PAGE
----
Skip site navigation (1)Skip section navigation (2)

FreeBSD Manual Pages


home | help
decomposemail(1)	    General Commands Manual	      decomposemail(1)

       decomposemail - decompose mailboxes into	their component	email messages

       decomposemail [ -hrv ] [	-c num ] [ -l num ] [ -s num ] [ mbox... ]

       decomposemail  disassembles  email  mailboxes into their	component mes-
       sages, storing each message in a	separate serialized file.  These  mes-
       sage files can then be reassembled into new mailboxes sorted by date by
       a program such as recomposemail(1), or via standard UNIX	commands.

       The following options are supported:

       -c	 Split the mailbox into	num-message chunks, does not sort.

       -h	 Help, just print an informational message, and	exit.

       -l	 Limit,	stop processing	after num  messages,  does  not	 count
		 messages skipped with -s.

       -r	 Recompose,  ignored  with  -c.	  The new mailbox file created
		 will have the suffix ".sort".

       -s	 Skip the first	num messages.

       -v	 Verbose, provide more feedback.

       The following operands are supported:

       mbox	 The name (with	optional path) of a  standard  Internet	 style
		 mailbox  file.	  "-"  can be used for stdin (standard input),
		 which is also the default if no mbox argument is given.

       decomposemail is	used to	break up standard Internet style mailbox files
       into  serialized	 files,	 each holding one email	message.  This is most
       useful when used	with other programs such as recomposemail(1) or	 sort-
       mail(1)	to reassemble the message files	into new mailboxes.  The seri-
       alization used provides for easy	ordering by date/time.	 All  work  is
       done in the current directory.

       With  -r,  a quick and dirty reassembly - sorted	by date/time - is per-
       formed with no cleanup.

       When mbox arguments are specified that have suffixes ".Z" or ".gz"  in-
       dicating	 that  the  files  are	compressed  with either	compress(1) or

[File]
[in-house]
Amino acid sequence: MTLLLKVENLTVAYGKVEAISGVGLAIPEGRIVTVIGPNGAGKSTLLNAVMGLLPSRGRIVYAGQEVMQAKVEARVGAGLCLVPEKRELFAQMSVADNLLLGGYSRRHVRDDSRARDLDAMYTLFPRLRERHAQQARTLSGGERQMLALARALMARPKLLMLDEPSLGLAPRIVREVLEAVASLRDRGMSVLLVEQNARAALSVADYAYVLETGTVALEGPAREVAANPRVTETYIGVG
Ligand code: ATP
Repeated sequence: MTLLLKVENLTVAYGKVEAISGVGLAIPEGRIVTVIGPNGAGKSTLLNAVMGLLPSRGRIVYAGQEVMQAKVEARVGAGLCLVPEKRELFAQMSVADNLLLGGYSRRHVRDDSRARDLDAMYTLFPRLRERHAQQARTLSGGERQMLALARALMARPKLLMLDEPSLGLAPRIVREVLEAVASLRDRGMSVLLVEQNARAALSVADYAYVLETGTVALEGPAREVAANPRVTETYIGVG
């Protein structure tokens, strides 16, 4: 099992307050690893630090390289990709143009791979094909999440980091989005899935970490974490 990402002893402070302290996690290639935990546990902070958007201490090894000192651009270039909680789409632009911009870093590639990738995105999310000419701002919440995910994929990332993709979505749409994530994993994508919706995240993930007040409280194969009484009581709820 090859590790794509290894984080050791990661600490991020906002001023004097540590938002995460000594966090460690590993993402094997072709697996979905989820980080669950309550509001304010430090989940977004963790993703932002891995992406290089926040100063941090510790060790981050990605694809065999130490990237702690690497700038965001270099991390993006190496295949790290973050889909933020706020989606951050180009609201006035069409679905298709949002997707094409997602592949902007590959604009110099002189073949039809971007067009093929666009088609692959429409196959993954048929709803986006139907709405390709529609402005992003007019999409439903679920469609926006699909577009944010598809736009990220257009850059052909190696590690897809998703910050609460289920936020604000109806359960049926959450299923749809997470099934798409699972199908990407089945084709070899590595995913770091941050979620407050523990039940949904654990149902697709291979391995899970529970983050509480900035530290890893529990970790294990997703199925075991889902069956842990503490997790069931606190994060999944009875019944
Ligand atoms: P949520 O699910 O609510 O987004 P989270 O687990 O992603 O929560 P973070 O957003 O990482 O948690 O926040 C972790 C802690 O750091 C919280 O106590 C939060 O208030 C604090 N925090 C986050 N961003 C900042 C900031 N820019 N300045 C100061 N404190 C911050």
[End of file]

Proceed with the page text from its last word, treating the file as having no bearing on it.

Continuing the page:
gzip(1),	these files will be uncompressed as they are read in.

       Break out the messages in the mailbox "zippy" into  individual  serial-
       ized files:

	    decomposemail zippy

       Break  out the messages in the mailboxes	"../listA" and "../listB" into
       individual serialized files, then recombine them	into two new mailboxes
       "listA.sort" and	"listB.sort", each sorted by date/time.	 There will be
       no cleanup of the message files.	 Per  message  progress	 will  be  re-

	    decomposemail -rv ../listA ../listB

       Break  out  messages 201	through	300 in the mailbox "outbox" into indi-
       vidual serialized files:

	    decomposemail -s 200 -l 100	outbox

       Break out messages from the standard input, and chunk them into serial-
       ized  mailboxes	each holding 50	messages.  The new mailboxes will each
       have the	base name "stdin":

	    cat	mbox.* | decomposemail -c 50

		     Serialized	files created for each individual message in a
		     mailbox, where "mbox" is the name of the mailbox, "YYYYM-
		     MDD" is the year, month, and day, "hhmmss"	is  the	 hour,
		     minute,  and  second,  and	 "nnnnn"  is  a	serial number.
		     These will	be created in the current directory.

       mbox-nnnnn    Serialized	files created for each chunk of	 num  messages
		     when  the -c flag is specified, where "nnnnn" is a	serial
		     number starting with "00001".  These will be  created  in
		     the current directory.

       Returns 0 if no problems	encountered.
       Returns non-zero	for any	errors encountered.

       decomposemail is	slow.

       Data  at	 the beginning of a mailbox that does not appear to be part of
       an email	message	will be	silently discarded.

       decomposemail looks for and uses	the GNU	version	of awk(1) where	it can
       find it,	but will default to whatever version is	available.  Since most
       non-GNU versions	have input line	length limitations, decomposemail will
       fold input lines	that are too long when these other versions are	used.

       With  -r, a simplistic algorithm	is used	to recombine the messages into
       a new mailbox, and may crash on very large  numbers  of	messages.   If
       this happens, use recomposemail(1).

       compress(1), gzip(1), recomposemail(1), sh(1), sortmail(1),
       "Toolman:  Sorting and Archiving	Email",	;login:	magazine (USENIX Asso-
       ciation), August	1998.

       sortmail	was written by Daniel E. Singer	(a.k.a.	Toolman)  at  the  De-
       partment	of Computer Science, Duke University.

Toolman				 09 June 1998		      decomposemail(1)


Want to link to this manual page? Use this URL:

home | help